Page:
James E.B. Breslin
Jan. 15, 1996
BERKELEY, Calif. (AP) _ James E.B. Breslin, an English professor and biographer of artist Mark Rothko, died Jan. 6 of a heart attack. He was 60.
Breslin was a professor of English and chairman of the Art Practice department of the University of California at Berkeley. He joined the Berkeley faculty in 1964.
Breslin wrote several essays and books, including a biography of William Carlos Williams and the book ``From Modern to Contemporary: American Poetry, 1945-1965.''
He published the critically acclaimed ``Mark Rothko: A Biography'' in 1993.
Before his death, Breslin was working on a biography of jazz musician John Coltrane.
James Sach Plaut
BOSTON (AP) _ James Sach Plaut, the first director of Boston's Institute of Contemporary Art and founder of Aid to Artisans, which helps people in Third World countries sell crafts in the United States, died Saturday at 83.
Plaut taught at Harvard University, and was an assistant curator at the Museum of Fine Arts in Boston before going to the Institute of Contemporary Art. He also had held positions at the Old Sturbridge Village tourist attraction and the New England Aquarium, and for 10 years was secretary general of the World Crafts Council, which was financed by the United Nations Education, Scientific and Cultural Organization (UNESCO).
Plaut was director of the Art Looting Investigation Unit which returned art stolen by Nazis during World War II, and was in charge of the U.S. Pavilion at the 1958 Brussels World's Fair.
Red Thunder Cloud
WORCESTER, Mass. (AP) _ Red Thunder Cloud, a singer and storyteller who was the last known speaker of the Catawba American Indian language, died Jan. 8 after suffering a stroke. He was 76.
Thunder Cloud, who lived in Northbridge and also was known as Carlos Westez, also sold his own line of herbal teas made from plants he collected in the woods around his home.
The Catawba language, related to the Sioux family of languages, has no written form, said Carl Teeter, emeritus professor of linguistics at Harvard University. He said there were once about 500 languages in North America but only about 100 still are spoken.
In the 1940s, Thunder Cloud made a recording of all he knew of the language for the Massachusetts Institute of Technology. He also recorded some Catawba songs for the Smithsonian Institution.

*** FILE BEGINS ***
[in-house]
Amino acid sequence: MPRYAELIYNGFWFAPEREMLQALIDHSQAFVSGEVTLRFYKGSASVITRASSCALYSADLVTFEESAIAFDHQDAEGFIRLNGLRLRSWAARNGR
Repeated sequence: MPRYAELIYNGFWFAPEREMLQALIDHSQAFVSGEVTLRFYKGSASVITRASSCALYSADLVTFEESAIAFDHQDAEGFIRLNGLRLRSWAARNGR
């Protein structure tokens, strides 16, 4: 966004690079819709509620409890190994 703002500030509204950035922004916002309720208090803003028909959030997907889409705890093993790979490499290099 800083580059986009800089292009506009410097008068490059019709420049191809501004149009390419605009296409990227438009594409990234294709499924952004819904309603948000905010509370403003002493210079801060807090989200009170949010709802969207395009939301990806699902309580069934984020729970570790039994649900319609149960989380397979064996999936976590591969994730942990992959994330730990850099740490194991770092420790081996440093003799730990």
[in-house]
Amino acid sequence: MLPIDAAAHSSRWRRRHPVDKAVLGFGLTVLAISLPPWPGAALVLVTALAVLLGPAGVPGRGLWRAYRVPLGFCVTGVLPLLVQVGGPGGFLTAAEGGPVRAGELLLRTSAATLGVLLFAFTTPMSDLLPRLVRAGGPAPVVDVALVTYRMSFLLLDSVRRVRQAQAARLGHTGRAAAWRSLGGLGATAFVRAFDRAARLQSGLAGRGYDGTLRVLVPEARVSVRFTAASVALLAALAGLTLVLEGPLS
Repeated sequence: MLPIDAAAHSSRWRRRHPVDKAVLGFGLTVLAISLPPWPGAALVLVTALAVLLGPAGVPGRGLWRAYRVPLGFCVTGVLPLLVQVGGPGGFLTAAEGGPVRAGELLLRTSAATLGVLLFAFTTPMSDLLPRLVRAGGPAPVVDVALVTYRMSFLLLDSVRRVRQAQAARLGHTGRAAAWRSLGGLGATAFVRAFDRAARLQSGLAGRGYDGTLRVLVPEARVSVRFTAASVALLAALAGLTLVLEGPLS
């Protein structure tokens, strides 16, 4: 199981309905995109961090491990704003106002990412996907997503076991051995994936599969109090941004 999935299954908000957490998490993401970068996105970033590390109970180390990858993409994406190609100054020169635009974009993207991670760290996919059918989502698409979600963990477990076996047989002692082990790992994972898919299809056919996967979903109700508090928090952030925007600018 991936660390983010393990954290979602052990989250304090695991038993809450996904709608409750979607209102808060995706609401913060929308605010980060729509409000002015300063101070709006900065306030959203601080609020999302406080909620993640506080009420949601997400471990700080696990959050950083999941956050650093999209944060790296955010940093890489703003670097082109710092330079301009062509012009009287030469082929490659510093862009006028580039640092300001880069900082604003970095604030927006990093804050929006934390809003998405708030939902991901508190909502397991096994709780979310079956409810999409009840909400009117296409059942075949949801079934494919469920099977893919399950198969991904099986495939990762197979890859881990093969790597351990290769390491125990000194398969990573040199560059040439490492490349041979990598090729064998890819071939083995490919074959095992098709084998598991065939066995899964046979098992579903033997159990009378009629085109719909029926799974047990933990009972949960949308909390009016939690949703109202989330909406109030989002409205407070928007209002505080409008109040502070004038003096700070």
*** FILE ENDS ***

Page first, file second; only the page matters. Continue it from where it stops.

George D. Smith
CINCINNATI (AP) _ George D. Smith, who recruited Oscar Robertson and recorded the most wins of any University of Cincinnati basketball coach, died of cancer Sunday. He was 82.
Smith helped guide Cincinnati's program to national prominence from 1952-60, compiling a 154-56 record. With eventual Hall-of-Fame players Robertson and Jack Twyman, the Bearcats placed third in the NCAA Final Fours tournament in 1959 and 1960.
Appointed athletic director in 1960, Smith became a vice president for development in 1974. He retired from the university in 1980.
Smith, a 1935 Cincinnati graduate, played football for the Bearcats and was an All-Ohio tackle. During his football days, Smith helped design a face guard with an iron face-bar, foam rubber and friction tape, which was patented. It was a forerunner to the modern face mask.
Ralph J. Stolle
CINCINNATI (AP) _ Inventor Ralph J. Stolle, who developed the machinery that manufactures pop-tops for metal cans, died Saturday at age 91.
Stolle, a businessman and inventor, held the patent for the Stolle Can Machinery used throughout the world for production of cans.
In 1923, he founded the Stolle Corp., which developed the tab opener and the machinery for its production. He sold it to Alcoa in 1975 but remained as chairman.